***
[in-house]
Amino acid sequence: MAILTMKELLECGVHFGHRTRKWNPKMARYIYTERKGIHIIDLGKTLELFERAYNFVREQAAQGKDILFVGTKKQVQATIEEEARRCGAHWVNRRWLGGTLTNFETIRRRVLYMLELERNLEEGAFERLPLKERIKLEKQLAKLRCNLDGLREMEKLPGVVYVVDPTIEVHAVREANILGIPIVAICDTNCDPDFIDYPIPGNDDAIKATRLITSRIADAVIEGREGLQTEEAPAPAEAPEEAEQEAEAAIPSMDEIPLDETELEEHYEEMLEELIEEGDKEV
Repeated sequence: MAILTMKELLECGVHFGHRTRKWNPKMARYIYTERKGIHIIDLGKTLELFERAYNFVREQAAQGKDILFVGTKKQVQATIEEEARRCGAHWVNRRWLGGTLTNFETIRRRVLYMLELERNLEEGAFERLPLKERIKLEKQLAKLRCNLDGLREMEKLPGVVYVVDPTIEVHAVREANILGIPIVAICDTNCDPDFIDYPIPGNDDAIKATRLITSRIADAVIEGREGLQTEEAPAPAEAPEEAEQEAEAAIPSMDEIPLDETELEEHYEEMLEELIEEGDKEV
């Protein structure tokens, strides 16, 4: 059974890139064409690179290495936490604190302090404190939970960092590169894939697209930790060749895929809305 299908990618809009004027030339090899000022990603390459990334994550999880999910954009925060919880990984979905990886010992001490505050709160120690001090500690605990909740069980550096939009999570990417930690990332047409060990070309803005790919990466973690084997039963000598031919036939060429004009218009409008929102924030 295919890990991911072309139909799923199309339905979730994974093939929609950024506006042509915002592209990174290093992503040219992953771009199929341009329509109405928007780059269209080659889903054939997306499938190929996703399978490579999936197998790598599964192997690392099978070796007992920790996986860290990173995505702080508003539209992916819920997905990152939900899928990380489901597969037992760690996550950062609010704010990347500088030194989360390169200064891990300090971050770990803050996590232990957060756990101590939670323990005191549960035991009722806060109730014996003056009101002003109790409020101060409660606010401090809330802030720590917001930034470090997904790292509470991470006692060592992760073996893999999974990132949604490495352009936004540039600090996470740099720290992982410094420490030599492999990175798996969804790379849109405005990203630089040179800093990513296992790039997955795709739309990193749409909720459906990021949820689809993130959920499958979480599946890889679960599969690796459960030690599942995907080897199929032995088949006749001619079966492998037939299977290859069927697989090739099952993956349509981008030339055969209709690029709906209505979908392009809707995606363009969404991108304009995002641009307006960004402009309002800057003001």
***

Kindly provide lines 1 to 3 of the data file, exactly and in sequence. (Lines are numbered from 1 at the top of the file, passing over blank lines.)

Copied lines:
[in-house]
Amino acid sequence: MAILTMKELLECGVHFGHRTRKWNPKMARYIYTERKGIHIIDLGKTLELFERAYNFVREQAAQGKDILFVGTKKQVQATIEEEARRCGAHWVNRRWLGGTLTNFETIRRRVLYMLELERNLEEGAFERLPLKERIKLEKQLAKLRCNLDGLREMEKLPGVVYVVDPTIEVHAVREANILGIPIVAICDTNCDPDFIDYPIPGNDDAIKATRLITSRIADAVIEGREGLQTEEAPAPAEAPEEAEQEAEAAIPSMDEIPLDETELEEHYEEMLEELIEEGDKEV
Repeated sequence: MAILTMKELLECGVHFGHRTRKWNPKMARYIYTERKGIHIIDLGKTLELFERAYNFVREQAAQGKDILFVGTKKQVQATIEEEARRCGAHWVNRRWLGGTLTNFETIRRRVLYMLELERNLEEGAFERLPLKERIKLEKQLAKLRCNLDGLREMEKLPGVVYVVDPTIEVHAVREANILGIPIVAICDTNCDPDFIDYPIPGNDDAIKATRLITSRIADAVIEGREGLQTEEAPAPAEAPEEAEQEAEAAIPSMDEIPLDETELEEHYEEMLEELIEEGDKEV